Dell Site Glitch Sets Off AMD Abandonment Fears

Contrary to rumors, Dell is not reducing or dumping AMD.
Posted February 10, 2008
By

Andy Patrizio


After what we at InternetNews.com have been through in the last few days, we can sympathize with hiccups like Dell faced recently. A notice on the site sent led to misleading reports that Dell had discontinued selling consumer AMD systems.

People searching for AMD products on Dell.com were given the message "Shop for Dell computers with AMD processors in retail stores. See our retail partners for details. Computers with AMD processors are not available online." This prompted a number of news sites, including CNNfn, to rush out reports full of speculation that AMD might be ditched without ever contacting Dell to ask what was going on.

As it turns out, the reports were partly accurate, but could have used a few extra details. Dell is shifting the emphasis of AMD retail/consumer product to its new retail strategy by putting most of its AMD-based machines in retail outlets like Best Buy, Wal-Mart and Staples, according to Dell spokesman David Lord.

"We always want to deliver best value to customers, so it's just a matter of how we merchandise them," he told InternetNews.com. "A good majority of consumer AMD systems are being moved to retail but they will still be available direct. It's about delivering value to customers, which is price and technology."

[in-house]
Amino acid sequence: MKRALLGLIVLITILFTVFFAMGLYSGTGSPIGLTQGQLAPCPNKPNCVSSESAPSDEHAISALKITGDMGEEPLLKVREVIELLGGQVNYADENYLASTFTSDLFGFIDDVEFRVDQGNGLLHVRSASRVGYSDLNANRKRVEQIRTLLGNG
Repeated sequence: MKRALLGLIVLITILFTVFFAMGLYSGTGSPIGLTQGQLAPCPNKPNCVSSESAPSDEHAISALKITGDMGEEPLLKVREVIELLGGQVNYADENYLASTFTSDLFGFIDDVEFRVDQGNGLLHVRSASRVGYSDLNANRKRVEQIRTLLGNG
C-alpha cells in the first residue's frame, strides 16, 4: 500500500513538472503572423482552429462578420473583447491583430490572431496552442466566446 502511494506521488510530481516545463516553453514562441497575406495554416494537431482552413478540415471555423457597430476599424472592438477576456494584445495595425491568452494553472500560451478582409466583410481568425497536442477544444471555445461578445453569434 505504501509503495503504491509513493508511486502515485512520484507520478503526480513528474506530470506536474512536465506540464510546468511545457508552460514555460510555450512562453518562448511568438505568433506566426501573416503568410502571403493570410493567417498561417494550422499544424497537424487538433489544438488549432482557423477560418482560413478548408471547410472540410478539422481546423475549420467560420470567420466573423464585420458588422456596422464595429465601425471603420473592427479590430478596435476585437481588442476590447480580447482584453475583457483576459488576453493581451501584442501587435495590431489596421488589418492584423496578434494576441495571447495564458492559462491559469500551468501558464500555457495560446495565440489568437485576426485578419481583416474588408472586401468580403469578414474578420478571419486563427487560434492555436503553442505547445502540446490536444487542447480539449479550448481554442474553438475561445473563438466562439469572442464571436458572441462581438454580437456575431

The only AMD powered retail product available through Dell.com is the Inspiron 531. Commercial and business Dell products with AMD chips, like the Latitude, OptiPlex and Vostro product lines, will still be available through Dell.com, Lord said.

Such a move is helpful in the competitive retail environment because AMD systems can typically run $100 cheaper than a comparable Intel machine, said John Spooner, senior analyst with Technology Business Research.

"Retailers want their own thing. They don't like the idea you can go to Dell.com and buy the same PC you can buy in their store for the same price," he said. "The quick and dirty way to differentiate is by processor. AMD systems tend to cost less at this point in time."

The $100 price difference could mean the difference between a purchase at Best Buy or not, Spooner added. "It remains to be seen how the market reacts but it makes sense for Dell to keep its retail market partners happy right now to meet its goal of getting back to double digit unit growth. Remember, this is more about Dell than it is about AMD."

This article was first published on InternetNews.com.






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